Tory veteran Ken Clarke has said MPs from his party are "very fed up" and could contemplate defecting to the newly formed Independent Group.
Clarke, a pro-EU MPs, told the BBC this morning: "Certainly some members of parliament are getting very fed up. There are some, I think – not including me – who probably are contemplating leaving if the party moves too far to the right and no longer represents what they regard as the mainstream Conservative views they have held for all the previous years. I hope that doesn’t happen. I hope it doesn’t come to that."
The MPs thought to be mulling a breakaway from the party are Anna Soubry, Sarah Wollaston, Heidi Allen and Nick Boles, who have grown frustrated at the government's handling of the Brexit negotiations and the power the Eurosceptic European Research Group has over the party.
Westminster is now awash with speculation that more defections from the Tory and Labour parties could be announced either before of after prime minister's questions this afternoon.
The timing of the potential defections will create a new headache for Theresa May, who is heading to Brussels for talks with European Commission president Jean-Claude Juncker over negotiations to the Irish backstop. Juncker has repeatedly said the backstop, which would keep the UK in a customs union to prevent a hard border in Northern Ireland, is not up for renegotiation.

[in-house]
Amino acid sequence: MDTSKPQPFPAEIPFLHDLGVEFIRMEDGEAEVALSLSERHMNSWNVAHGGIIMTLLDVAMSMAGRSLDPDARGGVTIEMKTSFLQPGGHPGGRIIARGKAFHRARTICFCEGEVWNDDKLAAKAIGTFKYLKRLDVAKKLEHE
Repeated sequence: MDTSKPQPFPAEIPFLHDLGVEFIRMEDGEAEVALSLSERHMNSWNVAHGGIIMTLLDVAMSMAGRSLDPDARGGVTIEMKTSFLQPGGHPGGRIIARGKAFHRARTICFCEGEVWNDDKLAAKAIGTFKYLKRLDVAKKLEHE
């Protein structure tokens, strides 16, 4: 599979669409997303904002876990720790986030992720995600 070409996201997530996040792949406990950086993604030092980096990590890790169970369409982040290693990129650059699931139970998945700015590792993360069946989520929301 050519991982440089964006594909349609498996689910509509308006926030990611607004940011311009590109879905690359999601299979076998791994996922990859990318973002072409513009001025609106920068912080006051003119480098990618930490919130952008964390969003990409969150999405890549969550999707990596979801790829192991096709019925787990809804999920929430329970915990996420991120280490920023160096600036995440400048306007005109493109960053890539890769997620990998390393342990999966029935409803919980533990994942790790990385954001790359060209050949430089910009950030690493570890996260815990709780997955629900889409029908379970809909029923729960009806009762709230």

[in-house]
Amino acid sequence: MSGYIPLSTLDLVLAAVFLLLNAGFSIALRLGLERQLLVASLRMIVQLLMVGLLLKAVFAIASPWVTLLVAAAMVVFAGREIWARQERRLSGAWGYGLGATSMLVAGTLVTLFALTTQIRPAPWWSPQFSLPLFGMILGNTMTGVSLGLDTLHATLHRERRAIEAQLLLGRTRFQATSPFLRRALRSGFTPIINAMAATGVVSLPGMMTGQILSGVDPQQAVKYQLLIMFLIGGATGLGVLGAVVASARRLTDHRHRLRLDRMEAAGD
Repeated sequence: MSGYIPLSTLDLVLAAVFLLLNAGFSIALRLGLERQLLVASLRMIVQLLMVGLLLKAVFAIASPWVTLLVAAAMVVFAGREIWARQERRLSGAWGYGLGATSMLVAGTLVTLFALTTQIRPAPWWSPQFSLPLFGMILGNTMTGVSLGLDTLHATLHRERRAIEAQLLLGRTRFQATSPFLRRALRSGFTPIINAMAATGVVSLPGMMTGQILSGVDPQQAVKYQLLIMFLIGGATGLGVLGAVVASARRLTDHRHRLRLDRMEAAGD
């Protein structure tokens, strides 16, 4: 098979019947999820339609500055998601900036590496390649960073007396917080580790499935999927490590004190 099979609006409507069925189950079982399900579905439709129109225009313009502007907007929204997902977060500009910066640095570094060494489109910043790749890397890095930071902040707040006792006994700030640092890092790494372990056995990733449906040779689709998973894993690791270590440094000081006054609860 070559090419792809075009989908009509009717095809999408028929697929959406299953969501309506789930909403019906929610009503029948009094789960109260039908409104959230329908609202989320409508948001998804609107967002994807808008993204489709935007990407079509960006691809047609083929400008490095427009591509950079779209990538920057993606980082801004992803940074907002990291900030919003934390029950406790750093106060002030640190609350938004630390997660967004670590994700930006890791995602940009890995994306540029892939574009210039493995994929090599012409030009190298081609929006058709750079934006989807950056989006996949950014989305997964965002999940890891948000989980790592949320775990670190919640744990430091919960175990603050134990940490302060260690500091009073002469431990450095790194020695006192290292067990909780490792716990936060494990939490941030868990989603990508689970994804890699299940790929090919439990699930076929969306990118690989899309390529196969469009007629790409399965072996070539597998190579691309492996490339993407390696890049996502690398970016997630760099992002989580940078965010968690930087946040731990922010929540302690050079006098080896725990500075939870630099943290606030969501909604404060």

But the rumblings of more splitters will bolster members of the Independent Group, made up of the original "gang of seven" Labour MPs who resigned over divisions within the Labour party over Brexit and anti-semitism.
Last night Luciana Berger, Chuka Umunna, Chris Leslie, Mike Gapes, Angela Smith, Gavin Shuker and Ann Coffey were joined by Jewish MP Joan Ryan, who announced she had left the Labour party over the leadership allowing "Jews to be abused with impunity".
Members of the Independent Group are now facing calls to trigger by-elections in their respective constituencies. Ryan told the BBC this morning that she would not run through a by-election, saying she won her seat in 2017 "in spite of [Mr Corbyn], not because of him".